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How Students Feel Matters

June 4, 2021

This past year I incorporated something very simple into my instructional sessions, a question asked at the start of class: How do you feel about research and research papers? I posed this question (or some form it) using the internet anonymous polling tool Mentimeter, which allows for quick, easy, and visible participation.  Predictably, the answers to this question consistently spoke to student anxiety: including such words as dread, pain, and struggle, and always prominently displaying the words overwhelming and stress/stressed/stressful.

At first, I didn’t have a rationale for starting class this way and wondered whether it was a good use of class time. Still, amidst the pressures and challenges of the pandemic, taking a minute to gauge the emotional temperature in the room felt right. And as I persisted in asking this question, I came to appreciate the way it helped to build community in the room and normalize students’ feelings. Those who felt anxious or worried could literally see the evidence in front of them that they were not alone, and I, as their instructor, was situated to authentically speak to their fears and to offer encouragement, support, and help.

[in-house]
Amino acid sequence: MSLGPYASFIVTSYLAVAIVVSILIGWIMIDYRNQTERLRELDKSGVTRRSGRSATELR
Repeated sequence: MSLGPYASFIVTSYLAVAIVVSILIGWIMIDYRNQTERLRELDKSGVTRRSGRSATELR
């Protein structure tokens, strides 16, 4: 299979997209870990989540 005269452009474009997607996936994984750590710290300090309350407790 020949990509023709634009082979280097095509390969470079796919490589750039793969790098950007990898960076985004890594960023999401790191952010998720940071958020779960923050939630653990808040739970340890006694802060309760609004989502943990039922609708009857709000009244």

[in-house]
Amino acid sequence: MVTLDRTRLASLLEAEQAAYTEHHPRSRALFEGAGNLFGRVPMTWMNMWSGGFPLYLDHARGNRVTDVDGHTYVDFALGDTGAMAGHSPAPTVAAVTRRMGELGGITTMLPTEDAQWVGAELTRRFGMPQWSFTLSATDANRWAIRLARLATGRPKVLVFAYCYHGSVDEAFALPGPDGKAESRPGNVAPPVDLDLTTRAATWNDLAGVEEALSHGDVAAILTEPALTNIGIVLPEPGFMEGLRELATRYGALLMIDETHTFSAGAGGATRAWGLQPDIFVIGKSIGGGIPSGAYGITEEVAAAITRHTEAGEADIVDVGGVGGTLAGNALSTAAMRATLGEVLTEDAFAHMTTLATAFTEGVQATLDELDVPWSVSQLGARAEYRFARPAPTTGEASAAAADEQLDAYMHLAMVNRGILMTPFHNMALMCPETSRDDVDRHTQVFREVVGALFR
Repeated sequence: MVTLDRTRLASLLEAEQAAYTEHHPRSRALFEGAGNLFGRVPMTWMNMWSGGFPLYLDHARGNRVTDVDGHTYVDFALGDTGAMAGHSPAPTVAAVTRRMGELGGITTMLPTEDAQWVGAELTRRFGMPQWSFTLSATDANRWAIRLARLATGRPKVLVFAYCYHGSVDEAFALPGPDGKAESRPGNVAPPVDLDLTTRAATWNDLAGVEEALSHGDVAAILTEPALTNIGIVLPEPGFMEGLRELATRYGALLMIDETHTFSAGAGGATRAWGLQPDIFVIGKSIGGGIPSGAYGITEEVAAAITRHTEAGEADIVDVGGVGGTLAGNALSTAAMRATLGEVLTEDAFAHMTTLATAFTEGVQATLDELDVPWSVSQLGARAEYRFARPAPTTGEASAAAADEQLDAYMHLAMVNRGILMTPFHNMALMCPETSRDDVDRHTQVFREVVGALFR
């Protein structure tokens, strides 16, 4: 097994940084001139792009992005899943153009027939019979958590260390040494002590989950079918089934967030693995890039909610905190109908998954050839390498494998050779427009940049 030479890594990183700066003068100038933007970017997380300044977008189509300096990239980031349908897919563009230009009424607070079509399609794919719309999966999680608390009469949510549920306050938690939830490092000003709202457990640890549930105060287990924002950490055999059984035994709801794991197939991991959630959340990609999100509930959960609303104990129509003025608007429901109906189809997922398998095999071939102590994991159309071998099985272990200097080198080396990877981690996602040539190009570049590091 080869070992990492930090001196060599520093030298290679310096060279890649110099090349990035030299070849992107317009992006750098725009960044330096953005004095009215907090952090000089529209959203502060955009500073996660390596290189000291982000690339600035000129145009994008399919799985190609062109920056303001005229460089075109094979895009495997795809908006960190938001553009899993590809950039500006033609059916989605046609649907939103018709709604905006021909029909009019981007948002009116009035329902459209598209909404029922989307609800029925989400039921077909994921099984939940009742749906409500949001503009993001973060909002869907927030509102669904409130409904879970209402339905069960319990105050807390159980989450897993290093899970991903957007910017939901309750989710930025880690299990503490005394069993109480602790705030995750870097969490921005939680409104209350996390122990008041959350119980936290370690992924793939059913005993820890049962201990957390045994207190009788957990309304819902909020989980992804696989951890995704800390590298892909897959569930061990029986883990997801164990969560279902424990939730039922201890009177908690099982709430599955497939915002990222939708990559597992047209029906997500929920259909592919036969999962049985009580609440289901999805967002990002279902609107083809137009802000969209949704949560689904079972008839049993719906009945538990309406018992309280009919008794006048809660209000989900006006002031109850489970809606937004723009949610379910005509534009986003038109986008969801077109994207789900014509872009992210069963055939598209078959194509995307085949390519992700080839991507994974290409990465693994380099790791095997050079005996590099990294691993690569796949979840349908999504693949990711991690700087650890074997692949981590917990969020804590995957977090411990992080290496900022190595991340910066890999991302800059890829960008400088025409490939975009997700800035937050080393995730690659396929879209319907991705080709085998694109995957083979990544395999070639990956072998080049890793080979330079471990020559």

This past spring, attending ACRL 2020 Virtual, I was delighted to hear a pedagogical argument for this type of question in Liz Chenevey’s presentation: An Emergent Pedagogy of Presence and Care: Addressing Affect in Information Literacy Instruction. Chenevey makes the case that teaching for affect (emotions, moods, motivations, and attitudes) can positively impact not only students’ mental health but also learning, cognition, and behaviors. One way to do this she shares is through the nine principles of Emergent Strategy developed by adrienne maree brown:

  1. Small is good, small is all (the large is a reflection of the small)
  2. Change is constant (be like water)
  3. There is always enough time for the right work
  4. There is a conversation in the room that only these people that this moment can have. Find it.
  5. Never a failure, always a lesson
  6. Trust the people (if you trust the people they become trustworthy)
  7. Move at the speed of trust. Focus on critical connections more than critical mass
  8. Less prep, more presence
  9. What you pay attention to grows

I am only myself beginning to explore how emergence may inform or transform my teaching, but I see my seemingly inconsequential question reflected in Emergent Strategy – it’s a small but good way to find a conversation between myself and my students, it’s a conversation that happens in the moment and not one that I can entirely plan for, and it’s worth the time it takes.

Further reading:

Emergent Strategy: Shaping Change, Changing Worlds  by adrienne maree brown

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